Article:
How much money do you need for a ‘decent life’ in France?

We speak to the economist who calculated the monthly income needed for couples, families, single or retired people

A ’decent life’ includes social life costs, restaurant and cinema trips, and offering gifts to maintain social links
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An economist at a leading research body says €1,634 a month for a single person, or €2,540 for a retired couple.

His report focuses on people who rent, with rent and housing bills representing around a third of living costs.

People who own their properties should deduct around €523 if living with children, €455 if retired, and €332 if living alone.

In 2013-14, the Observatoire national de la pauvreté et de l’exclusion sociale (Onpes) government agency published several ‘reference budgets’ evaluating the cost of goods and services needed to live a ‘decent life’.

Pierre Concialdi of the Institut de recherches économiques et sociales updated the calculations for the first half of 2022.

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Here are the 2022 thresholds:

  • Working-age person living alone: €1,634

  • Working-age couple without children: €2,273

  • Single-parent family with two children: €3,003

  • Couple with two children: €3,744

  • Retired person living alone: €1,836

  • Retired couple: €2,540

The data was drawn up with the help of focus groups and covers broad categories such as housing, transport, clothing and social life.

Social life costs, for example, include one French gîte holiday per year, restaurant and cinema trips, and “offering gifts to maintain social links”.

Read more: Grants, savings, tax: how will your finances change in France in 2023?

Different thresholds for poverty line

The undertaking differs from the poverty line, which is simply 60% of the median income and was €1,102 for a person living alone in 2019.

The report states: “Poverty lines aim to define the threshold below which households have a strong risk of serious hardship in their daily lives.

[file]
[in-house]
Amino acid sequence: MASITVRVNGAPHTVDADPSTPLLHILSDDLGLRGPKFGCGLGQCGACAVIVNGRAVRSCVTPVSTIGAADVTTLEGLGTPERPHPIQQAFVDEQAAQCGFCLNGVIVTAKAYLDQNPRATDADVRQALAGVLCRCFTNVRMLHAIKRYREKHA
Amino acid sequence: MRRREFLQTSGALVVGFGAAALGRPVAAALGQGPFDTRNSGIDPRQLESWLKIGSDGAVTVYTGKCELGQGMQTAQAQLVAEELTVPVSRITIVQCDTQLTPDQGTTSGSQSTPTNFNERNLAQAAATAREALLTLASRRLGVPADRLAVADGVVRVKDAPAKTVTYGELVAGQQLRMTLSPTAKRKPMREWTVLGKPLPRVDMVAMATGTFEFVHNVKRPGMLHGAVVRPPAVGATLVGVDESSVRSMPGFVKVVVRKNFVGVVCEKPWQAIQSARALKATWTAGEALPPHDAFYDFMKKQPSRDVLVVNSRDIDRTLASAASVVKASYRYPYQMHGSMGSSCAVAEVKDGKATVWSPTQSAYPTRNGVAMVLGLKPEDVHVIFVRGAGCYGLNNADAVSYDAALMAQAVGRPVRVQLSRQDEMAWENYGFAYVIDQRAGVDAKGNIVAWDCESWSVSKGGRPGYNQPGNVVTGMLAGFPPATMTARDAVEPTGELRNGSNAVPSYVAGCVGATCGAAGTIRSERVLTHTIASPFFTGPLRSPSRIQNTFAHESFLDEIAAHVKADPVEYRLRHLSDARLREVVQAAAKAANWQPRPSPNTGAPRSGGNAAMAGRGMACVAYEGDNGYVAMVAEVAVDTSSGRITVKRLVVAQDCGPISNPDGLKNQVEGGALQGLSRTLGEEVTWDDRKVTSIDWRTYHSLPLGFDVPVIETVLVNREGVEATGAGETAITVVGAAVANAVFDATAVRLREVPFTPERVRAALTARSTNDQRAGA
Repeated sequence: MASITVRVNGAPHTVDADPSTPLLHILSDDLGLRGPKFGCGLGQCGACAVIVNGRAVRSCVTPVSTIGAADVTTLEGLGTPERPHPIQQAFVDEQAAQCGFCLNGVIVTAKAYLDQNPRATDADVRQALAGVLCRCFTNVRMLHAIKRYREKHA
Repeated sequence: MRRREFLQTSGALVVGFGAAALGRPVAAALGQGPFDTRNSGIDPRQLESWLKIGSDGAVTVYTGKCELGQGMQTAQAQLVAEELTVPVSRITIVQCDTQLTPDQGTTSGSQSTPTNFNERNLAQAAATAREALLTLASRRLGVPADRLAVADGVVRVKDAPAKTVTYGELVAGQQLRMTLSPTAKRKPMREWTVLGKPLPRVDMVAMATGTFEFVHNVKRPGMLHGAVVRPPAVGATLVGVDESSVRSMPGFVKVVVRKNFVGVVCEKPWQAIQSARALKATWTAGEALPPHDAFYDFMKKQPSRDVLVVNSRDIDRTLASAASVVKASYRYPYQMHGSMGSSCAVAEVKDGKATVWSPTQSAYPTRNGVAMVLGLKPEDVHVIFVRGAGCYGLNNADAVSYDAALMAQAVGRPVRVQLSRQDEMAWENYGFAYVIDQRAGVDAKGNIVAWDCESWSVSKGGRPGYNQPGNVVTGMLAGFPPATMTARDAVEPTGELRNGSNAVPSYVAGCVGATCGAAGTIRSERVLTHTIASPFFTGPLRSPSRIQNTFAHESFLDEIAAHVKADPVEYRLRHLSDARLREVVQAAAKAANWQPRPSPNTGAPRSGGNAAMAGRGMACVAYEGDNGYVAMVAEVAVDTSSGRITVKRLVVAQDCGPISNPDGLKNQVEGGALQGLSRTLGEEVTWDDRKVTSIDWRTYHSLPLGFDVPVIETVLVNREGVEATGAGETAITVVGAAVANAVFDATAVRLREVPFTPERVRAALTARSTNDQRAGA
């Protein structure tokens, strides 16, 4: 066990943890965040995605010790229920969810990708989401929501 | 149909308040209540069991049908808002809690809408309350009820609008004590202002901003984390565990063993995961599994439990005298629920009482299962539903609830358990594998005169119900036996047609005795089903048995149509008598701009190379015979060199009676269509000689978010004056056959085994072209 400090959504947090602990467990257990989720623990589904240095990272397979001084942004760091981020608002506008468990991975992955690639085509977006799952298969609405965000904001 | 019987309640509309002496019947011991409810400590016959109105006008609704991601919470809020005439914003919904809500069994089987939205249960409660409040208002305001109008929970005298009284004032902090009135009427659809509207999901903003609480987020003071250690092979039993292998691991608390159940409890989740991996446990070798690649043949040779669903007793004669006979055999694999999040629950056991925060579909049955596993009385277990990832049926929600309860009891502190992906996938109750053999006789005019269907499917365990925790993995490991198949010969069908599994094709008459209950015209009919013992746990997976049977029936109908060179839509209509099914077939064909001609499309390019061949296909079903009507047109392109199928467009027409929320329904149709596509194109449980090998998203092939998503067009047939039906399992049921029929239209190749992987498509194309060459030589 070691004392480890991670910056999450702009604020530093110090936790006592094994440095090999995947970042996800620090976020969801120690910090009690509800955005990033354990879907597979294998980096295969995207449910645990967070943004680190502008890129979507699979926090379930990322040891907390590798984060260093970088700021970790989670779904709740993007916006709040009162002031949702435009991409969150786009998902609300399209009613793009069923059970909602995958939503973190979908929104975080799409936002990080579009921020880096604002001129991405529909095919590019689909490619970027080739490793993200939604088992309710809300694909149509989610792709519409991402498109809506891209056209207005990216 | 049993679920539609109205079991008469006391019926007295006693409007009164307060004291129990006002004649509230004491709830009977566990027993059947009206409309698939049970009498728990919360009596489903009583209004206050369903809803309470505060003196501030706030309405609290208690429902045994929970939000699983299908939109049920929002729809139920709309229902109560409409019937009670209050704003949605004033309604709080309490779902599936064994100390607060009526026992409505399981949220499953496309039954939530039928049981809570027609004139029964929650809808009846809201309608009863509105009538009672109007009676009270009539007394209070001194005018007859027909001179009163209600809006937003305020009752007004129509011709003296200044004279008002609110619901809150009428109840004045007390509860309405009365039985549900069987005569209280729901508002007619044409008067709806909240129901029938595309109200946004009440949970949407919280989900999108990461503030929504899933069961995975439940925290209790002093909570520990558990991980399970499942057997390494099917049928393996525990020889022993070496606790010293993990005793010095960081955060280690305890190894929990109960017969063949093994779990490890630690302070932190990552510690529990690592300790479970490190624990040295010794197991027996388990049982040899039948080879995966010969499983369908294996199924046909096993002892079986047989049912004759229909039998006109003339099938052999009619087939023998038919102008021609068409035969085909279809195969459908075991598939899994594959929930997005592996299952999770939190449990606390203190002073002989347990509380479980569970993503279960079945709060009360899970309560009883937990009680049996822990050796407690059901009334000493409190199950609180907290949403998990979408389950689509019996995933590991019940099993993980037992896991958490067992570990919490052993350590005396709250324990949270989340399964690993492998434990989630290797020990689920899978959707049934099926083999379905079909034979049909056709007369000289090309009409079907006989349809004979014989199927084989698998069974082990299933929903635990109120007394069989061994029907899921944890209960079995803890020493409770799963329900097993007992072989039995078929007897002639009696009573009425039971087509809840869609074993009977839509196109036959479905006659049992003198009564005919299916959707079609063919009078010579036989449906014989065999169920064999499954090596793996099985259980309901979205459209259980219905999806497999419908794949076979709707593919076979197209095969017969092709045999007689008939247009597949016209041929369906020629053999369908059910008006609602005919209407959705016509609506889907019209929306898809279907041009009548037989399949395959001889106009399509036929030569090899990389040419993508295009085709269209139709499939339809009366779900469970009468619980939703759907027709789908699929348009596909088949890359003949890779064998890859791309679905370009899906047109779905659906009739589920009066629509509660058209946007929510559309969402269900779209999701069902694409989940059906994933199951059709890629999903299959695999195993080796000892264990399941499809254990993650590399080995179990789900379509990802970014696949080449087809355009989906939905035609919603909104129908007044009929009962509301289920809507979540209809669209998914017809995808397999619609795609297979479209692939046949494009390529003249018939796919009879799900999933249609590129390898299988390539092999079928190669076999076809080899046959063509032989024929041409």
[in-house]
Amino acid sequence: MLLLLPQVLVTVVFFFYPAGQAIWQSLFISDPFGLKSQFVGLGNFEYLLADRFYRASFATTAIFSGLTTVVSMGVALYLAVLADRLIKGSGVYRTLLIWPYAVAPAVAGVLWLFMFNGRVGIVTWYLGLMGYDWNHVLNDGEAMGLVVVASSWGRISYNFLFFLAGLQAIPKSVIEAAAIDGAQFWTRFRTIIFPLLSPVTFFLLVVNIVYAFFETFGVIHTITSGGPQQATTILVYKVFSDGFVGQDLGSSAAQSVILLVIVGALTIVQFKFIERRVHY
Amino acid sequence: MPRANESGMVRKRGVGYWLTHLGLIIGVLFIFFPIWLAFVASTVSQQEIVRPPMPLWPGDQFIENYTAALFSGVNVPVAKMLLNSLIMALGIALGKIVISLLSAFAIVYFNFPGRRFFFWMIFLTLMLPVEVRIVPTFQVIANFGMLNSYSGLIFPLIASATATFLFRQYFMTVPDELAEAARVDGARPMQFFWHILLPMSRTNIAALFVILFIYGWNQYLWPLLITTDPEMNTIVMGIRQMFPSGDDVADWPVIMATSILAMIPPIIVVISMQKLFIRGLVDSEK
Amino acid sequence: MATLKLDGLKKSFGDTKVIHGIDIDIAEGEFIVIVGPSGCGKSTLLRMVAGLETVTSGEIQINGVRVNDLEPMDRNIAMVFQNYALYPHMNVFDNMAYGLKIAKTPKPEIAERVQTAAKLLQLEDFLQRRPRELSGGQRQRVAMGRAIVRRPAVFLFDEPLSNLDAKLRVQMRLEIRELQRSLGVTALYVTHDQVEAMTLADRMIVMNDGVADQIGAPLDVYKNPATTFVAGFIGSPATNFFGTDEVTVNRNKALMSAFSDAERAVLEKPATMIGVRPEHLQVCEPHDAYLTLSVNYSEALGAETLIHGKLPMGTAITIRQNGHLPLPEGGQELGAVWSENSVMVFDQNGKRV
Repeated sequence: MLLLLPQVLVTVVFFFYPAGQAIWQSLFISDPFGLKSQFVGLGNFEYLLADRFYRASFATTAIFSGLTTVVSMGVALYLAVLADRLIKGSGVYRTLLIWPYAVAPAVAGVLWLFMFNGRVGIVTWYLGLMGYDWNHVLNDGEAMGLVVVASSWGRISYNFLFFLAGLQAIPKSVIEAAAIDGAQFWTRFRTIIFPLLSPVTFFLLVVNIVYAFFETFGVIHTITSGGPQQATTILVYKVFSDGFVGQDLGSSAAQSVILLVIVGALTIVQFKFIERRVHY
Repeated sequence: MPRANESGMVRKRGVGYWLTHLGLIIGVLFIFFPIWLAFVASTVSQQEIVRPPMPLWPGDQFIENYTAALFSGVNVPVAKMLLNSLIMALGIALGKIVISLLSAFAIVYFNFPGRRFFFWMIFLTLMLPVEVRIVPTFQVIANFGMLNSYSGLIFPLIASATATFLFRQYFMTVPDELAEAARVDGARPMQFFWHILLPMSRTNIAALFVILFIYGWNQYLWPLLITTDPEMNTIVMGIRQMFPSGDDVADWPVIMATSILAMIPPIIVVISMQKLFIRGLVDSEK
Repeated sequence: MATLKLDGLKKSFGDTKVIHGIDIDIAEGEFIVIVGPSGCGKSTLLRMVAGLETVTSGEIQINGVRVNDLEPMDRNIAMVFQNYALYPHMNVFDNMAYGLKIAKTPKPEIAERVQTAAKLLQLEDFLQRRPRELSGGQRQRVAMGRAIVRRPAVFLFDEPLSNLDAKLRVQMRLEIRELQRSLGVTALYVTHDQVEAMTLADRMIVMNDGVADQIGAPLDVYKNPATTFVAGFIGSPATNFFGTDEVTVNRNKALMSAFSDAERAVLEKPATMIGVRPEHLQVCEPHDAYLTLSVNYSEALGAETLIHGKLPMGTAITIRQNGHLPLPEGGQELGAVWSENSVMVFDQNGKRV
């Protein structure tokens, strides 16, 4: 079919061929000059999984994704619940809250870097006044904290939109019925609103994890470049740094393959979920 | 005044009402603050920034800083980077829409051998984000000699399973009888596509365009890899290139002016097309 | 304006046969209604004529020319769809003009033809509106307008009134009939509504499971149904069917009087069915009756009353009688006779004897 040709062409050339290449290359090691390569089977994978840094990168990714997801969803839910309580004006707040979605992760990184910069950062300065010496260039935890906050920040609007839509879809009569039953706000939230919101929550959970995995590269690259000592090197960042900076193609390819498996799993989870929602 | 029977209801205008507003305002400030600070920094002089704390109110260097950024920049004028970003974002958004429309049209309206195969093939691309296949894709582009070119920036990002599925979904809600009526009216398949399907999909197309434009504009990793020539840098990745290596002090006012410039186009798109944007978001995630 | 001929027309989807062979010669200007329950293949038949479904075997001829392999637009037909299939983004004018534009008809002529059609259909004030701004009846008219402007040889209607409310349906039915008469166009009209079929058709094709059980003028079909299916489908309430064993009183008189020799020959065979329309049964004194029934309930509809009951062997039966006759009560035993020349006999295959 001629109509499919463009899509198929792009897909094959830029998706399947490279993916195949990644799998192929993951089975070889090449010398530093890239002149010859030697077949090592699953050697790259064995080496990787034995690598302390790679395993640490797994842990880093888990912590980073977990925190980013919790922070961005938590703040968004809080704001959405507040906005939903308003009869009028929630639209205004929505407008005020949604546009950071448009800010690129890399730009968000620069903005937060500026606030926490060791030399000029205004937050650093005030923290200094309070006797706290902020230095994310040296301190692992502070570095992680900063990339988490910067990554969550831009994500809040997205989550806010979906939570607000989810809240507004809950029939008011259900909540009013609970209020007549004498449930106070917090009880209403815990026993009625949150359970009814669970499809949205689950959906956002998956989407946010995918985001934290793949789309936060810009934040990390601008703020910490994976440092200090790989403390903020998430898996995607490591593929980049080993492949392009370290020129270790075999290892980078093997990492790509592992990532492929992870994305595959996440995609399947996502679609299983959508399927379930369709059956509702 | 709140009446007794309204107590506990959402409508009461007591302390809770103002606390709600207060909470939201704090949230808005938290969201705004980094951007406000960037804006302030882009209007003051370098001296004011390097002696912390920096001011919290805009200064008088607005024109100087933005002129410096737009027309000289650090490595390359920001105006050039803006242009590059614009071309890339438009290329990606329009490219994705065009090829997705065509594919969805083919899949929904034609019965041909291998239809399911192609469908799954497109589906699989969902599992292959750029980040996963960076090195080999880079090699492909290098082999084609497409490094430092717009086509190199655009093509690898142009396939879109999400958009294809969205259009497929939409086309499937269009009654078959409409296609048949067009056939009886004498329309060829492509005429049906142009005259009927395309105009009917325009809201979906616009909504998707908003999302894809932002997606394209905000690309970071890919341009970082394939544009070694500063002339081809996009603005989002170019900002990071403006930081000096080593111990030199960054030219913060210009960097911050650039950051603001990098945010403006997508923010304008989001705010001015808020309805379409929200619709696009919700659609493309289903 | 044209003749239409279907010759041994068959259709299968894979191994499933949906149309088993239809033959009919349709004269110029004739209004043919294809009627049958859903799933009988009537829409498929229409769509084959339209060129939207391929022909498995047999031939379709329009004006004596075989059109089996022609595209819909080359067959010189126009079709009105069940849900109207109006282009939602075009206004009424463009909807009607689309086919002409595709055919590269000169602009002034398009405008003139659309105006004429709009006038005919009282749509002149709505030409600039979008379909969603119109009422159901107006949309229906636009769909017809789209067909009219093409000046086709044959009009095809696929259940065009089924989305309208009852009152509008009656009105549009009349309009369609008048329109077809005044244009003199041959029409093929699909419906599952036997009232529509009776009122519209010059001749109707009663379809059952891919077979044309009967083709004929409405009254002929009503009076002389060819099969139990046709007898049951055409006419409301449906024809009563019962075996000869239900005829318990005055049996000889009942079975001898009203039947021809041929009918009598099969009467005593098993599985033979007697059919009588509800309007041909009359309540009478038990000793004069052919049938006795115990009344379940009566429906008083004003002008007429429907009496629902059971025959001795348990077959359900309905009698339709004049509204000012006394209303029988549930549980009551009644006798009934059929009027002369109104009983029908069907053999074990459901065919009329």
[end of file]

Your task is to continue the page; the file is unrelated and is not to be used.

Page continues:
“The reference budgets define the threshold above which it can reasonably be assumed that households have the capacity to effectively participate in social life without risking serious hardship.”

The French minimum wage (currently €1,329.05 net) is insufficient to reach these thresholds for all but the couple with two incomes and no children.

The budgets have risen by between €195 for a single person and €402 for a couple with two children since the Onpes calculations in 2014.

For each living situation, this rose between 12% and 13.5%, more than overall inflation for the same period, evaluated by the national statistics agency Insee at 10.1%.

Mr Concialdi used inflation statistics to calculate the price increase for each item or service included in the 2014 budgets.

Read more: Social charges, sick leave, SMIC: Change for workers in France in 2023

Social life and housing costs have increased

The category that saw the largest cost increase was ‘social life’ – between 17.8% and 25.5% – with holiday accommodation rising the most (33.6%).

Housing costs have also risen faster than inflation, even though rents only rose by 8.7%. This is due to the steep rise in related costs, such as energy (41.9%) and insurance (17.7%).

Games console needed for children to socialise

The focus groups, which took place in mid-sized towns between 2013 and 2014, established a detailed ‘basket’ of items for each category, depending on the type of household.

This includes a TV, computer, landline, a phone and internet subscription, and a mobile phone for each member of the household, but not Netflix or a smartphone, Mr Concialdi told The Connexion.

He said: “The primary objective of this study was to measure the variation in cost of this basket, not the effect of changes in its make-up.

“The effects of changes on the basket’s costs would be minimal in any case.”

Participants did, however, agree on the need for children from the age of 11 to have a games console in order to be able to socialise.

Costs might also have risen since the first half of 2022, which was used for the update.

“The first half of the year was chosen so the results would not depend on circumstantial variations which can be erratic, particularly for energy, where prices also depend on fluctuating public aid,” Mr Concialdi said.

“I think it is unreasonable to believe we can, in the short term, have a precise understanding of the effects of the energy crisis or of the conflict in Ukraine.”

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